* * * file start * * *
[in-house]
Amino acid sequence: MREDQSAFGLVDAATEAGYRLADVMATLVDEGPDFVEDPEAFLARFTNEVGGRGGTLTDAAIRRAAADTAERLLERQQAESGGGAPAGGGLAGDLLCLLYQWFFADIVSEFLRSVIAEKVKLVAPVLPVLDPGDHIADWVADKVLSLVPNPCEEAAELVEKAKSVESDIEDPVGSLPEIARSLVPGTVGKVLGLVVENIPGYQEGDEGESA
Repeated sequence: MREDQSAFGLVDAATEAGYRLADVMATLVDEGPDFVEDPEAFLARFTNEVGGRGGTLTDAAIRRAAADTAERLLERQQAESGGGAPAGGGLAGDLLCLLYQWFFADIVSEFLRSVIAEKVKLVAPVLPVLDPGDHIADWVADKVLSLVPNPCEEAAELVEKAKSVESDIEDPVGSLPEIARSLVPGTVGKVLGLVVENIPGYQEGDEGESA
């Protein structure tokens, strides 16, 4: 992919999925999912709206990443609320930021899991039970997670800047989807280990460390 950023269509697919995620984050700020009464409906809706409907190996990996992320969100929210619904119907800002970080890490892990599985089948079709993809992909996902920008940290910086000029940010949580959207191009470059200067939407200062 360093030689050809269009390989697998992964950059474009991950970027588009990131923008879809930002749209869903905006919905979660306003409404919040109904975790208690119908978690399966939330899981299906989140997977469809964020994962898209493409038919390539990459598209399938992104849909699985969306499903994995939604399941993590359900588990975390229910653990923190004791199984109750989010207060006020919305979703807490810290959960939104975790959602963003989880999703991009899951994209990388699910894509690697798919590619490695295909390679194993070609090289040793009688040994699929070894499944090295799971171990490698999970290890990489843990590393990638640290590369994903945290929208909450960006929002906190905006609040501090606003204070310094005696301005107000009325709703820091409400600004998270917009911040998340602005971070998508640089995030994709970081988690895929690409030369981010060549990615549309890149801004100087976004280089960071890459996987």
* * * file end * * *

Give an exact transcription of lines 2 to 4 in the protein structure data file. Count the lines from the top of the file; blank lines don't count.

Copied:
Amino acid sequence: MREDQSAFGLVDAATEAGYRLADVMATLVDEGPDFVEDPEAFLARFTNEVGGRGGTLTDAAIRRAAADTAERLLERQQAESGGGAPAGGGLAGDLLCLLYQWFFADIVSEFLRSVIAEKVKLVAPVLPVLDPGDHIADWVADKVLSLVPNPCEEAAELVEKAKSVESDIEDPVGSLPEIARSLVPGTVGKVLGLVVENIPGYQEGDEGESA
Repeated sequence: MREDQSAFGLVDAATEAGYRLADVMATLVDEGPDFVEDPEAFLARFTNEVGGRGGTLTDAAIRRAAADTAERLLERQQAESGGGAPAGGGLAGDLLCLLYQWFFADIVSEFLRSVIAEKVKLVAPVLPVLDPGDHIADWVADKVLSLVPNPCEEAAELVEKAKSVESDIEDPVGSLPEIARSLVPGTVGKVLGLVVENIPGYQEGDEGESA
């Protein structure tokens, strides 16, 4: 992919999925999912709206990443609320930021899991039970997670800047989807280990460390 950023269509697919995620984050700020009464409906809706409907190996990996992320969100929210619904119907800002970080890490892990599985089948079709993809992909996902920008940290910086000029940010949580959207191009470059200067939407200062 360093030689050809269009390989697998992964950059474009991950970027588009990131923008879809930002749209869903905006919905979660306003409404919040109904975790208690119908978690399966939330899981299906989140997977469809964020994962898209493409038919390539990459598209399938992104849909699985969306499903994995939604399941993590359900588990975390229910653990923190004791199984109750989010207060006020919305979703807490810290959960939104975790959602963003989880999703991009899951994209990388699910894509690697798919590619490695295909390679194993070609090289040793009688040994699929070894499944090295799971171990490698999970290890990489843990590393990638640290590369994903945290929208909450960006929002906190905006609040501090606003204070310094005696301005107000009325709703820091409400600004998270917009911040998340602005971070998508640089995030994709970081988690895929690409030369981010060549990615549309890149801004100087976004280089960071890459996987």